The family of a Pennsylvania man is filing a wrongful death lawsuit against the nearby Cedar Crest College over his recent drowning. The man, William Binder, had been swimming laps, when he was found by another swimmer at the bottom of the pool and rushed to a medical center, where he passed. The family has since filed a lawsuit against the college. For the duration of time that Binder had been swimming, he was unsupervised. The lawsuit argues that the school’s lifeguards were not paying attention to the pool when Binder became endangered. According to the account from the lawsuit, Binder began swimming around 2:30pm and was found at the bottom of the deep end of the pool at 3:30 by other swimmers. Another swimmer ended up pulling Binder to the surface, where an emergency room physician who was also swimming attempted to administer aid. The lawsuit goes on to claim that even though the lifeguards were on duty, they were not ready and able to administer aid, nor were they performing their jobs properly, as they were not observing the deep end.
Drowning lawsuits are a special form of a wrongful death claim. In essence, there are several reasons why drowning lawsuits are almost in a class of their own. One of these is the very nature of a swimming pool. A pool is a recreational spot where there is some degree of assumed risk on the part of the swimmer. In spite of this, most public pools enlist a lifeguard to ensure that no accident takes place, or that any accident or injury is dealt with immediately via the proper intervention. However, negligence can still occur even with a lifeguard present. This can include:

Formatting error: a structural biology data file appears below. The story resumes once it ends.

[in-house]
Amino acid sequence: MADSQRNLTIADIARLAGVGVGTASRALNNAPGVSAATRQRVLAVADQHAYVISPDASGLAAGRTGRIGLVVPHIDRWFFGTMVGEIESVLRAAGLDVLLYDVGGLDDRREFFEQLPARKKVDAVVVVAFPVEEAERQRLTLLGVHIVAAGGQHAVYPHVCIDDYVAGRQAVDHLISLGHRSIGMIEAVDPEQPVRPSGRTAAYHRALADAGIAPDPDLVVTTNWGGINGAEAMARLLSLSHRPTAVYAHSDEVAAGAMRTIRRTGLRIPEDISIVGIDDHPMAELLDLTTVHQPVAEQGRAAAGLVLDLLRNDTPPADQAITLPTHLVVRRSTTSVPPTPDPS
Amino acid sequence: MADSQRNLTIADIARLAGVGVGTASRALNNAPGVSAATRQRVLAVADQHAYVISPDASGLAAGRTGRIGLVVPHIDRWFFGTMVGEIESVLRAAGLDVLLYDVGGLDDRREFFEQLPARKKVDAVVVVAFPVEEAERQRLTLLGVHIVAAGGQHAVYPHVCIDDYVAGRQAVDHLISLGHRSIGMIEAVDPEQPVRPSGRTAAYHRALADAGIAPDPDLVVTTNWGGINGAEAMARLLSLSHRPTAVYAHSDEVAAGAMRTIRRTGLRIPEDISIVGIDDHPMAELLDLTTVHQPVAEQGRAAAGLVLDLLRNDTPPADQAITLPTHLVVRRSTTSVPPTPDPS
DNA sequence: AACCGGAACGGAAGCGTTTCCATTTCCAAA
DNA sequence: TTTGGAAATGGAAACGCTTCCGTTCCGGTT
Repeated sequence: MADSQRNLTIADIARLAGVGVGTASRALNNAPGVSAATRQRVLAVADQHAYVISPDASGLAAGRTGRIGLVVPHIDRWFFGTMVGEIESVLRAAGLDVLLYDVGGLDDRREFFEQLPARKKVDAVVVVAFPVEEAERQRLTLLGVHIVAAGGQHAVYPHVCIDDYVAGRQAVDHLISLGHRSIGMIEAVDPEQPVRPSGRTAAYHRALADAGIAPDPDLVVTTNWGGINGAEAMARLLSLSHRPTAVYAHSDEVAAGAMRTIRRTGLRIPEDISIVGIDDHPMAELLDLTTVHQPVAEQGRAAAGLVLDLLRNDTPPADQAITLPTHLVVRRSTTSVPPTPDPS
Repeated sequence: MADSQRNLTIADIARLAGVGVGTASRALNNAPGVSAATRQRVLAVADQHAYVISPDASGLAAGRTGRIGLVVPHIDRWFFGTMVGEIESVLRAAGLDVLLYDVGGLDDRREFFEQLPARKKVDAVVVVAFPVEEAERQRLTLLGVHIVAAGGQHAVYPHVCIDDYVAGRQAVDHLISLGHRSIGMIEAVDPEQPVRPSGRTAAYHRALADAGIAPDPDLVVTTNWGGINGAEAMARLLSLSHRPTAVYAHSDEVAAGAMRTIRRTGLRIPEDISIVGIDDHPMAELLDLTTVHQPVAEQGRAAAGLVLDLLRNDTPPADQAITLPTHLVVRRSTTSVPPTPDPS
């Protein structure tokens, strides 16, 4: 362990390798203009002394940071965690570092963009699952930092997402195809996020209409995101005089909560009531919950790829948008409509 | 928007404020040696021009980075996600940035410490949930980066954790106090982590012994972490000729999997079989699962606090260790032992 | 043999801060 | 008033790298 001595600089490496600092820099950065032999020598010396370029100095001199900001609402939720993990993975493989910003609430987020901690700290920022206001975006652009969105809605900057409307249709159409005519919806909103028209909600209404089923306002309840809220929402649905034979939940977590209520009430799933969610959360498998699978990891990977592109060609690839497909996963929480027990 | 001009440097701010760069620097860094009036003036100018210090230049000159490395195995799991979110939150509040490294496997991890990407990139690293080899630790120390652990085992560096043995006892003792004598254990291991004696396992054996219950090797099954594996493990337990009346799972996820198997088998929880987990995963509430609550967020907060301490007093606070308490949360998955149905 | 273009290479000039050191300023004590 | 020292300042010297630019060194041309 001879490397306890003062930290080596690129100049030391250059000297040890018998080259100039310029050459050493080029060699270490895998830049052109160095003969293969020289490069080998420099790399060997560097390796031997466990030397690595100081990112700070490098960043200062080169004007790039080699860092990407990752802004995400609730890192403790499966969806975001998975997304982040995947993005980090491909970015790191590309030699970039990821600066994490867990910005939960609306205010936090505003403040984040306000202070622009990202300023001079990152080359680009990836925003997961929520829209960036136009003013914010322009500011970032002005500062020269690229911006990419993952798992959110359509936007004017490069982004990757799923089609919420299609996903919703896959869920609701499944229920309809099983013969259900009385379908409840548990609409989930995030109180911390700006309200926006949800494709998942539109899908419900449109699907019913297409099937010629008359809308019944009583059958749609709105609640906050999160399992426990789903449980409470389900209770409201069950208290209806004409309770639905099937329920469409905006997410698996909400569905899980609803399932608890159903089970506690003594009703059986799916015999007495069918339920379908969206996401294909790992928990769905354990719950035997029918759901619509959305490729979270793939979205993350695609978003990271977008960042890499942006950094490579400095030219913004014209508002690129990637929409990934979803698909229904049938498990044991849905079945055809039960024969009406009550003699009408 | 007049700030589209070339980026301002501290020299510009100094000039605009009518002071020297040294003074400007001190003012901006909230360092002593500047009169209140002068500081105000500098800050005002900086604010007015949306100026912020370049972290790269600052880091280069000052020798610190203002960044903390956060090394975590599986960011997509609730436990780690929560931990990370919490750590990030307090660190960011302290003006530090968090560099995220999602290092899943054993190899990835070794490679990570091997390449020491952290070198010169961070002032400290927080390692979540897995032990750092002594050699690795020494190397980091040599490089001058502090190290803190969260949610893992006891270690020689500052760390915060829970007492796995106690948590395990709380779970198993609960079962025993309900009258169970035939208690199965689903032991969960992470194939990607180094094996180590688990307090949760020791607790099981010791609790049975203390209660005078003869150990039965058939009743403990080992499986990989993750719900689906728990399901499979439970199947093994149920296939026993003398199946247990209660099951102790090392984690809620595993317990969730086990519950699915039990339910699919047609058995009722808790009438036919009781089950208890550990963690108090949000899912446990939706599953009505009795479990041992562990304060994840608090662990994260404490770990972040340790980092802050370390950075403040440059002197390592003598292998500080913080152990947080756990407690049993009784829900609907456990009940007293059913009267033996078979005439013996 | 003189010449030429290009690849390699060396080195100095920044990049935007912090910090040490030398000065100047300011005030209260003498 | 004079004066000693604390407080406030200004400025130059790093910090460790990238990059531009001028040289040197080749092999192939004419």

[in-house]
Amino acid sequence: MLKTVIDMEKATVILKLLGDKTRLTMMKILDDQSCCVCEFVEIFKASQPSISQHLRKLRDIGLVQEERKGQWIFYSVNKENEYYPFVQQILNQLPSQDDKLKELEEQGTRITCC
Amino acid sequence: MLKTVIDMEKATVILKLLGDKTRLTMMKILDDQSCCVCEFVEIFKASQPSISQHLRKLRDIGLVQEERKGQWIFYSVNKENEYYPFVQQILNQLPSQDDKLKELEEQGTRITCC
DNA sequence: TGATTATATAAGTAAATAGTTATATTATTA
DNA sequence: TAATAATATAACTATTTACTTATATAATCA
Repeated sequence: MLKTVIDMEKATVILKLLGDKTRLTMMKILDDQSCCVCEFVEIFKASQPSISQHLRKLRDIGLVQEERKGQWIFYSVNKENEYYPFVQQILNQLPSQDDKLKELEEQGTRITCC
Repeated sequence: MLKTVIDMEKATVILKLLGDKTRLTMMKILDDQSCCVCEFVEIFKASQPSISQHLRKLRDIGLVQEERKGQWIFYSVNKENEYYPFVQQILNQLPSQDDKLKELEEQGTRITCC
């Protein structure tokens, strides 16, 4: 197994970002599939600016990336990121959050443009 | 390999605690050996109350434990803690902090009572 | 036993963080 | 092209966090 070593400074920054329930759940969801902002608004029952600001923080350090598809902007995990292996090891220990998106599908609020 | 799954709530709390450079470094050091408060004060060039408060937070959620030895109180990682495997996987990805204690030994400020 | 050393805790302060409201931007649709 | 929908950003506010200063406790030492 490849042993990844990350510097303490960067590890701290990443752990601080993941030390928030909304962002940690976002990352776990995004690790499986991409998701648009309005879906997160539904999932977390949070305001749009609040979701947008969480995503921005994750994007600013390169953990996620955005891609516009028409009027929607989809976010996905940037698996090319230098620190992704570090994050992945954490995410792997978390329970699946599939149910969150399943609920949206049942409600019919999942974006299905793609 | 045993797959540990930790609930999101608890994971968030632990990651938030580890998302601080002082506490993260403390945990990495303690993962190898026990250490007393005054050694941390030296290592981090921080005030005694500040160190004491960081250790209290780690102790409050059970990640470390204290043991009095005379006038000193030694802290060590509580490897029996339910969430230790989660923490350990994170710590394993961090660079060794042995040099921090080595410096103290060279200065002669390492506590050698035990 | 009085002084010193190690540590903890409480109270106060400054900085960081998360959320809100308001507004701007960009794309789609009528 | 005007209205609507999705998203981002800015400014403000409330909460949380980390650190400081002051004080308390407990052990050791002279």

- Lifeguard’s Lack of Attentiveness: Lifeguards are meant to preserve the safety of all pool guests. If a lifeguard is not paying attention and someone drowns or is injured, this may be considered negligent.
- Lifeguard’s Incompetence: Sometimes, by the time a lifeguard is able to intervene, there is nothing they can do. Other times, a lifeguard may not have been properly trained or ready to provide assistance. This may be an example of negligence on the part of the pool owner for hiring incompetent lifeguards.
- Lack of Pool Maintenance: Although by nature, most pools must be well kept, at times lack of proper pool maintenance can lead to injury or death. Many older pools have strong drainage units that are strong enough to keep a child from getting to the surface. Sometimes, adding too many chemicals to a pool and cause irritation or even chemical burns to those with sensitive skin. Pools must be maintained carefully.
- Attractive Nuisance: In certain cases, pools located on private property can be considered an “attractive nuisance”: something that presents a hazard, but is “attractive” to children. A pool is a perfect example, as a child may not know of a drowning risk and enter a pool unsupervised. Attractive nuisances should be guarded by fence or other apparatus to prevent unauthorized and unsupervised entry. The burden is on a property owner to install such devices.